John Judis has a piece on Tom DeLay that's worth reading. It's probably the first piece in a national publication that analyzes DeLay's current situation in a non-surface fashion. One correction that needs to be made:
[W]hile many of the engineers, scientists, and managers who live in Sugar Land, Kingwood, and Clear Lake are registered Republicans, they aren't party activists.
This is what I mean by non-surface analysis. Judis doesn't accept the DeLay spin about selflessly making CD22 more Democratic so as to help his comrades - he actually looks at the numbers.
Morrison held DeLay to only 55 percent--his lowest total ever--while garnering 41 percent himself. Republican officials insist that Morrison got the baseline vote that any Democrat running against DeLay would get in the new 2004 district. "I would run my dog and he would get that much," Thode says. But, in 2002, DeLay defeated Democrat Tom Riley by 60 to 38 percent in the Fort Bend County part of the district. DeLay potentially strengthened his hand in that county after 2002 by moving 45,000 black voters to Al Green's majority black 9th district in Houston. But he did much worse--winning only 53 to 42 percent--in 2004. Morrison didn't get a baseline vote in November 2004. He captured part of what could have been a much larger disaffected vote, prompted by the growing unease of the region's professionals with DeLay's performance in Congress.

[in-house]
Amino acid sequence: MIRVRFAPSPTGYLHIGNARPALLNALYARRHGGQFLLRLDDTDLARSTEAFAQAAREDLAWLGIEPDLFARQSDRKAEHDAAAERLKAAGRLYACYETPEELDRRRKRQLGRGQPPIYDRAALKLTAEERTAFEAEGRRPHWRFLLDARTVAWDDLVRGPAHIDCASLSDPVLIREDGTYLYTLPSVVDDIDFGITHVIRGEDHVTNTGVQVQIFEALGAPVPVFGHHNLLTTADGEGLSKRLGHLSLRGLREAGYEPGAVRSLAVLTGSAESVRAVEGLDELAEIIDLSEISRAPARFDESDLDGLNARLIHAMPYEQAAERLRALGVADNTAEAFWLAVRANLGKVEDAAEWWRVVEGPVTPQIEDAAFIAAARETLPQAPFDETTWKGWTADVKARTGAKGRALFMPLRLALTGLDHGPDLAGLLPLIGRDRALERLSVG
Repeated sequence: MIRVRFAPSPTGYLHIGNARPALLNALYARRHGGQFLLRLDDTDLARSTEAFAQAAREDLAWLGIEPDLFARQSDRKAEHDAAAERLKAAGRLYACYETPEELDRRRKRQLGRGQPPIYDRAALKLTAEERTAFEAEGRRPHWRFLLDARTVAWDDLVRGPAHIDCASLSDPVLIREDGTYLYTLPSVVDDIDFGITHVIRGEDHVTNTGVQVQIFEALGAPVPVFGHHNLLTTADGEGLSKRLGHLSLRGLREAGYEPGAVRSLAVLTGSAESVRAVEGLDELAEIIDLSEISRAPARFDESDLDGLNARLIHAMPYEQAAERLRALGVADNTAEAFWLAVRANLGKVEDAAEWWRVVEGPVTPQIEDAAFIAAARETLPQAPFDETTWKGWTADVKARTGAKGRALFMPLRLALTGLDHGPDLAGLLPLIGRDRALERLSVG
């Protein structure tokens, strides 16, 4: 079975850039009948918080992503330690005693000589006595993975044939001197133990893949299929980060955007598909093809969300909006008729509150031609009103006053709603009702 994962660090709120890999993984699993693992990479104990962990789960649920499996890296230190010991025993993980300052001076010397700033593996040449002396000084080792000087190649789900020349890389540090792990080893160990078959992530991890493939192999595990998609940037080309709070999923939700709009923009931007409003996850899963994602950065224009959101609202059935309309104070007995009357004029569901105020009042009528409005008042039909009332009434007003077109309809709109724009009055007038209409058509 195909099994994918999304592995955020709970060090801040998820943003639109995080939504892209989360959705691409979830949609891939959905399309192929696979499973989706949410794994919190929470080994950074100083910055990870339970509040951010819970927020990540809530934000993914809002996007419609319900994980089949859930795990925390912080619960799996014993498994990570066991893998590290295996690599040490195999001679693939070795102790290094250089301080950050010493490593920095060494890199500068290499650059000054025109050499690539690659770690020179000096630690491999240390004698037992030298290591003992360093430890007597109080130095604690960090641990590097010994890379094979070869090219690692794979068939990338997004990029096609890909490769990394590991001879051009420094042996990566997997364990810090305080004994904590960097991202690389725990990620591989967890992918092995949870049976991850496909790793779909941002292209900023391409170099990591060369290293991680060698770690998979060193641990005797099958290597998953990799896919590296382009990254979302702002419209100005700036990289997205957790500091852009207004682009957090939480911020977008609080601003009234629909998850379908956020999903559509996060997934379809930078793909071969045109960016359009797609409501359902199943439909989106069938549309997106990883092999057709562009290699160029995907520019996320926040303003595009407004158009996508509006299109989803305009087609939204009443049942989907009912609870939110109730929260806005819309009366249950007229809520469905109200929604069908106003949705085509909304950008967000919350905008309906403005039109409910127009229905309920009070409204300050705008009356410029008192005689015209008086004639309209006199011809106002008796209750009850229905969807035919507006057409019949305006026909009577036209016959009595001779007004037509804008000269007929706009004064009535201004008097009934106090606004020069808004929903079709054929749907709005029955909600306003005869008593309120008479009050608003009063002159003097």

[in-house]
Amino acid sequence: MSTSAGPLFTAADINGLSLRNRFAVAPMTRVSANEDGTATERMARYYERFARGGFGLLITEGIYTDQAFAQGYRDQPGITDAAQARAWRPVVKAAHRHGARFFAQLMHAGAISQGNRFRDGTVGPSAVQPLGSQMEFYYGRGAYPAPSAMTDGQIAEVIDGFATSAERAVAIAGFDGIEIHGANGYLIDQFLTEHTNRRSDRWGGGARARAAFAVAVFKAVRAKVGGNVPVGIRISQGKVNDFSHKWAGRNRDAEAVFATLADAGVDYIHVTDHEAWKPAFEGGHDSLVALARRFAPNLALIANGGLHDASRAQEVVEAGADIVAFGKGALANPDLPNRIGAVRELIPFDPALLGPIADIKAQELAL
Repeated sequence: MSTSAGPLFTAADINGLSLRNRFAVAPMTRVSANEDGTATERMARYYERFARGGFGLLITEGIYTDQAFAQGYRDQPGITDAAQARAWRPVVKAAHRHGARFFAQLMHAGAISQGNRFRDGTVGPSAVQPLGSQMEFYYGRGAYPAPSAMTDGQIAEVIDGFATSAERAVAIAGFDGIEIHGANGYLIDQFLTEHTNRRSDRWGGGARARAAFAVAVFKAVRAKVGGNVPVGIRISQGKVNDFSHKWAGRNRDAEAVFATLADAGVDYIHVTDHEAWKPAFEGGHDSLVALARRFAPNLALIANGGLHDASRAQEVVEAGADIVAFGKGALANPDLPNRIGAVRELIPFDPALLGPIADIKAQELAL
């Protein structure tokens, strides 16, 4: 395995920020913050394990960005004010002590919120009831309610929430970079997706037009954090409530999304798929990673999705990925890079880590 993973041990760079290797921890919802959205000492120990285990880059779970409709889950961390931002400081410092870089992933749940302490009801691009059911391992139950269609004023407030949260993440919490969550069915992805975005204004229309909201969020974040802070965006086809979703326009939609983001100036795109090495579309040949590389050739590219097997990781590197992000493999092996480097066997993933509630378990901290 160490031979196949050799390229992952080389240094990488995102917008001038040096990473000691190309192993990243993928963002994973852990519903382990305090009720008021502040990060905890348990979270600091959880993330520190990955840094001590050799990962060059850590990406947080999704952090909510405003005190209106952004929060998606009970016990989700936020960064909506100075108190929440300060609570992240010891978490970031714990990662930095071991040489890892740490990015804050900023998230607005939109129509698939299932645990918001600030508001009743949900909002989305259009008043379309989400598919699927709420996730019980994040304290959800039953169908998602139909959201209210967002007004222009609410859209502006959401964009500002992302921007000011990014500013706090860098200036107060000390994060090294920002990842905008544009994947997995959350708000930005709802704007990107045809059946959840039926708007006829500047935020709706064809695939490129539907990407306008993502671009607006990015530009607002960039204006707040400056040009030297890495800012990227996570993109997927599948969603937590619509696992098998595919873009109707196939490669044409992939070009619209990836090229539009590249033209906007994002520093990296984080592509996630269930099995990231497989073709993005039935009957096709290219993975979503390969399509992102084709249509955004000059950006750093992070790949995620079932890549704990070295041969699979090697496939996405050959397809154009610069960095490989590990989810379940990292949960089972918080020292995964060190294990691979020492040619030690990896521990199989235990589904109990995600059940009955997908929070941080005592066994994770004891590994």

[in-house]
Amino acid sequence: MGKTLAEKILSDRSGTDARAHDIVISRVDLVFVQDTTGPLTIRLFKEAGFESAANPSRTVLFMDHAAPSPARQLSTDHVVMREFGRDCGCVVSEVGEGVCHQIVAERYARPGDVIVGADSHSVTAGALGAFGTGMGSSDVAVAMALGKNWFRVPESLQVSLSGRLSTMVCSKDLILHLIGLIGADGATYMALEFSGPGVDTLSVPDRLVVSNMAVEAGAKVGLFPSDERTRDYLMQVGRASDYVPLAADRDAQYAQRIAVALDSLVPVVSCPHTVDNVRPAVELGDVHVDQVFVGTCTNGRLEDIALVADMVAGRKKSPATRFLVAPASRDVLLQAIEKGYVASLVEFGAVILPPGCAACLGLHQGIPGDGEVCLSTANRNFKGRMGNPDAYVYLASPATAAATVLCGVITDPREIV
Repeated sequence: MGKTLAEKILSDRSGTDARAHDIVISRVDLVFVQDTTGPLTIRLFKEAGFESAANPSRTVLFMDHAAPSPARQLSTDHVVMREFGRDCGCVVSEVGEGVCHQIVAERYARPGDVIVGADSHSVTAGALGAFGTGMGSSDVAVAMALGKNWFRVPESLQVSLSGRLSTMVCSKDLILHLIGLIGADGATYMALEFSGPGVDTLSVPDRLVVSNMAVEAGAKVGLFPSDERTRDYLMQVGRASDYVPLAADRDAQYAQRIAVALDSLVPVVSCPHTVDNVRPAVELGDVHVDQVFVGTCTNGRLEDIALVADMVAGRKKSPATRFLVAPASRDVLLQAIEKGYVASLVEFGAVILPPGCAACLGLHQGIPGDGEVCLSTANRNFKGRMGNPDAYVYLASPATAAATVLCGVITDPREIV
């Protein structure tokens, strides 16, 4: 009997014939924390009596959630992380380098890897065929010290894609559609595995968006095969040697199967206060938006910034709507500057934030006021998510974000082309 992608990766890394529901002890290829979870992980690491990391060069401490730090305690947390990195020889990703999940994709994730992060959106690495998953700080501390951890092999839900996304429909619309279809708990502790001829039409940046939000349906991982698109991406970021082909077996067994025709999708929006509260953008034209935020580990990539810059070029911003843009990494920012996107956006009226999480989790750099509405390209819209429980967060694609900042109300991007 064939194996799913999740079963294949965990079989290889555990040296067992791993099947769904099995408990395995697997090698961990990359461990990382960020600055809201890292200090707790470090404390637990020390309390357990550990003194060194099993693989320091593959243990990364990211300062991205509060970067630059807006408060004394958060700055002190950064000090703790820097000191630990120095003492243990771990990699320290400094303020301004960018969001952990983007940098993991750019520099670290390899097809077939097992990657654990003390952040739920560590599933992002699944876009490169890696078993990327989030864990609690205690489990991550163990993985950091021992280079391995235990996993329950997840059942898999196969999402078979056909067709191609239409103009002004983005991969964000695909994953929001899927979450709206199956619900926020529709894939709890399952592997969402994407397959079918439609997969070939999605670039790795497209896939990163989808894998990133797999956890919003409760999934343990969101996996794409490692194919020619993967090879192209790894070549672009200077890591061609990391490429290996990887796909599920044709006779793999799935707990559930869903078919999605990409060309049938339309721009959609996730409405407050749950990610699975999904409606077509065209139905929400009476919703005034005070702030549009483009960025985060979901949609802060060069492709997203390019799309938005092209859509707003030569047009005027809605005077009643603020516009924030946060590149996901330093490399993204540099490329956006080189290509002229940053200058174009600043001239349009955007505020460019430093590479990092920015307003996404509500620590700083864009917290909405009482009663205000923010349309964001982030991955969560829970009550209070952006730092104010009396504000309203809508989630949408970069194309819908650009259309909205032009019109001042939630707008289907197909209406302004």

Link via Ruy Teixeira.
UPDATE: Forgot to link to this WaPo piece, which doesn't actually have anything to do with what Judis writes about but which calls DeLay "increasingly embattled" in the headline. I just like the sound of that. Via Political Wire.Posted by Charles Kuffner on May 09, 2005 to Election 2006 | TrackBack